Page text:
Discussion Quiz 3 Solution

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Unformatted text preview: the total charge contained within the Gaussian surface, but in this case, it is just the charge contained by the object (the charge density stops at the actual geometry of the charge, and not at the Gaussian surface which is something you make up). In this case, the integration extends to the edge of the actual object. However, when the point of interest is inside the charge distribution, then you must stop the integration at the outer edge of the Gaussian surface, NOT the outer edge of the actual object. Take a look at the example in your textbook 22.9 Gauss’s Law requires that you figure out the entire charge contained within the Gaussian surface so if there are two objects (like a solid insulator within a spherical shell), the for points outside of both, then the total charge is the charge contained by both objects. If one is...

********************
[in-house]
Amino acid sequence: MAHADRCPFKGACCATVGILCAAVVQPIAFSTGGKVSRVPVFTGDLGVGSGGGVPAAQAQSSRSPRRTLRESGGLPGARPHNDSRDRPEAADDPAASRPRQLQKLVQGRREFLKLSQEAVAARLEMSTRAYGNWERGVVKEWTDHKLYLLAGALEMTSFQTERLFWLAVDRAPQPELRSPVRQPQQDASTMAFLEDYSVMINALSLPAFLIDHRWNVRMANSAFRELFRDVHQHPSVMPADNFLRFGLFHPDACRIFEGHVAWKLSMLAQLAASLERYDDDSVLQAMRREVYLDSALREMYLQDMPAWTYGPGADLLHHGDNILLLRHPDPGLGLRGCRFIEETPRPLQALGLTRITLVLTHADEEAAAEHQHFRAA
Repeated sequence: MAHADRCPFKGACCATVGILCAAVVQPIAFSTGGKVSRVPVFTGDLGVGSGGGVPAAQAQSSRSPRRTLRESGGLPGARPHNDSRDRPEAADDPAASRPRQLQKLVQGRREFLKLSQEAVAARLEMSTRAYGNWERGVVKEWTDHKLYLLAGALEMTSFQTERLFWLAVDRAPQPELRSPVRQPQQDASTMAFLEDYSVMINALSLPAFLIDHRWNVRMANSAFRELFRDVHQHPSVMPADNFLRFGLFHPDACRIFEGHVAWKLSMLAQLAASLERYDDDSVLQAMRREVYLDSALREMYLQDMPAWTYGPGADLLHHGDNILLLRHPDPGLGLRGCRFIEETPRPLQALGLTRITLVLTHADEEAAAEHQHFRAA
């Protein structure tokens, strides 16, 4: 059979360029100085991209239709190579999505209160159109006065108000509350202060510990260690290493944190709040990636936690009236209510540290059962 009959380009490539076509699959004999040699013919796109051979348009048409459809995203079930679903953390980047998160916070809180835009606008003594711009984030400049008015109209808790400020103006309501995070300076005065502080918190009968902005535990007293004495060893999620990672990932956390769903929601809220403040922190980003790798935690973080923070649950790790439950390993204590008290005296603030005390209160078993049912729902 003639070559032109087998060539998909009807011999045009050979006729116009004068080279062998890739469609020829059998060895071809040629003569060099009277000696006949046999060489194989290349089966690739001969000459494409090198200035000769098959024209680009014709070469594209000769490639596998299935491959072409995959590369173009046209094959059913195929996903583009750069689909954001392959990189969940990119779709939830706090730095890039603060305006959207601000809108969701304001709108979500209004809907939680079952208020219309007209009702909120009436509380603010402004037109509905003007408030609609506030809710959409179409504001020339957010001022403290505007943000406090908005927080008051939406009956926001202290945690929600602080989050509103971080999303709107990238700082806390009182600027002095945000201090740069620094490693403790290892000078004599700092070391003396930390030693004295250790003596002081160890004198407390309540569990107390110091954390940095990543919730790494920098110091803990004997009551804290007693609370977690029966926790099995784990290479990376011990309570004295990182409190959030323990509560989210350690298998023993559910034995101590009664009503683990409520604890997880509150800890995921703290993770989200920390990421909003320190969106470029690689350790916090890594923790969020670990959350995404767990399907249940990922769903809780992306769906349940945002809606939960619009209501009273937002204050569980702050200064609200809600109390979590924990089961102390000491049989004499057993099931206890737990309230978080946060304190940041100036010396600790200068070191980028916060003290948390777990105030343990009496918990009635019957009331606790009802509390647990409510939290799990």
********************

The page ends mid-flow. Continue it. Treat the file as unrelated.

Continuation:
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This note was uploaded on 01/22/2014 for the course PHYS 7D taught by Professor Barwick during the Spring '12 term at UC Irvine.

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